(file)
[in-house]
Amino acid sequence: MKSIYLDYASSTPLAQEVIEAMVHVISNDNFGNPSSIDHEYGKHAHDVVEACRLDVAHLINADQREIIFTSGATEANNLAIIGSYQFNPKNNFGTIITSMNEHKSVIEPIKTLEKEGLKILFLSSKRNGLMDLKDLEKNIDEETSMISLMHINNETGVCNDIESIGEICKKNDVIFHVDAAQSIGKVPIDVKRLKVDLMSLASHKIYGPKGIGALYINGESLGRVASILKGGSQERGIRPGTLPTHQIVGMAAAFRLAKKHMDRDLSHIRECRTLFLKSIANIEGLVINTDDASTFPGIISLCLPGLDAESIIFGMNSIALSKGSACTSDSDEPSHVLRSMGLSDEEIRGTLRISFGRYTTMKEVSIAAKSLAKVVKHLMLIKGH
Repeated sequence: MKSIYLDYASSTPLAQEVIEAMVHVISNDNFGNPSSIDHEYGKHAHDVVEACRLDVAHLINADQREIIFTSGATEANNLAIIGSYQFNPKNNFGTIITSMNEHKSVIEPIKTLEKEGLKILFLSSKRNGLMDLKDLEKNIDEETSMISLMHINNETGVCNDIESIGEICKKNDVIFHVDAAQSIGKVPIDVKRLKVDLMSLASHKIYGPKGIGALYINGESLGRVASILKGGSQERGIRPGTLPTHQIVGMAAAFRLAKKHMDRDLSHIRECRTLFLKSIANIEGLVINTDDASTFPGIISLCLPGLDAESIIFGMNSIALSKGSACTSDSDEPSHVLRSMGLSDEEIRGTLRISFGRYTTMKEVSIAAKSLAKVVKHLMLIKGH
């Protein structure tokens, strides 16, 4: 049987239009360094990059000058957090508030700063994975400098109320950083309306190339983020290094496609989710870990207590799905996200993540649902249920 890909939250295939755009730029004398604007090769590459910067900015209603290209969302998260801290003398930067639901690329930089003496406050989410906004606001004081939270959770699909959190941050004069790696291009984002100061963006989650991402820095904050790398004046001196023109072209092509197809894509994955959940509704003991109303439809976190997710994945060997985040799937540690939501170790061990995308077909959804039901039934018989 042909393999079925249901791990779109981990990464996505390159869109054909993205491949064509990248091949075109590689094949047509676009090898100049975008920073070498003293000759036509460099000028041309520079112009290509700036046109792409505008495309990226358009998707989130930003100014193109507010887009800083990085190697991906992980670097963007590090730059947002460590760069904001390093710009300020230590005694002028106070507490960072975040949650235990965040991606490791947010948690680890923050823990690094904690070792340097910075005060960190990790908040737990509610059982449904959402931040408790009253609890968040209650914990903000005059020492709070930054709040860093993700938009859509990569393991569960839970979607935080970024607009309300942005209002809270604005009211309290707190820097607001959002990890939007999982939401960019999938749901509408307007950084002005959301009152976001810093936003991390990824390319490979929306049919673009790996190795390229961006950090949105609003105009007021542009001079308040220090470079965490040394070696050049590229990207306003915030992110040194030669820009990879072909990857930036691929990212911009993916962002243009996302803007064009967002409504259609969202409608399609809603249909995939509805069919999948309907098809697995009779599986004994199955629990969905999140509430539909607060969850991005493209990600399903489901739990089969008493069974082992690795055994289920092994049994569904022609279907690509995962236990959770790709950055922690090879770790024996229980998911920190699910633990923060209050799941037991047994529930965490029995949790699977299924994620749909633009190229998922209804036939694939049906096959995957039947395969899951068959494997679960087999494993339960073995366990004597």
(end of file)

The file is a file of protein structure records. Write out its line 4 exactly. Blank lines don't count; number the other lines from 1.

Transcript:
């Protein structure tokens, strides 16, 4: 049987239009360094990059000058957090508030700063994975400098109320950083309306190339983020290094496609989710870990207590799905996200993540649902249920 890909939250295939755009730029004398604007090769590459910067900015209603290209969302998260801290003398930067639901690329930089003496406050989410906004606001004081939270959770699909959190941050004069790696291009984002100061963006989650991402820095904050790398004046001196023109072209092509197809894509994955959940509704003991109303439809976190997710994945060997985040799937540690939501170790061990995308077909959804039901039934018989 042909393999079925249901791990779109981990990464996505390159869109054909993205491949064509990248091949075109590689094949047509676009090898100049975008920073070498003293000759036509460099000028041309520079112009290509700036046109792409505008495309990226358009998707989130930003100014193109507010887009800083990085190697991906992980670097963007590090730059947002460590760069904001390093710009300020230590005694002028106070507490960072975040949650235990965040991606490791947010948690680890923050823990690094904690070792340097910075005060960190990790908040737990509610059982449904959402931040408790009253609890968040209650914990903000005059020492709070930054709040860093993700938009859509990569393991569960839970979607935080970024607009309300942005209002809270604005009211309290707190820097607001959002990890939007999982939401960019999938749901509408307007950084002005959301009152976001810093936003991390990824390319490979929306049919673009790996190795390229961006950090949105609003105009007021542009001079308040220090470079965490040394070696050049590229990207306003915030992110040194030669820009990879072909990857930036691929990212911009993916962002243009996302803007064009967002409504259609969202409608399609809603249909995939509805069919999948309907098809697995009779599986004994199955629990969905999140509430539909607060969850991005493209990600399903489901739990089969008493069974082992690795055994289920092994049994569904022609279907690509995962236990959770790709950055922690090879770790024996229980998911920190699910633990923060209050799941037991047994529930965490029995949790699977299924994620749909633009190229998922209804036939694939049906096959995957039947395969899951068959494997679960087999494993339960073995366990004597």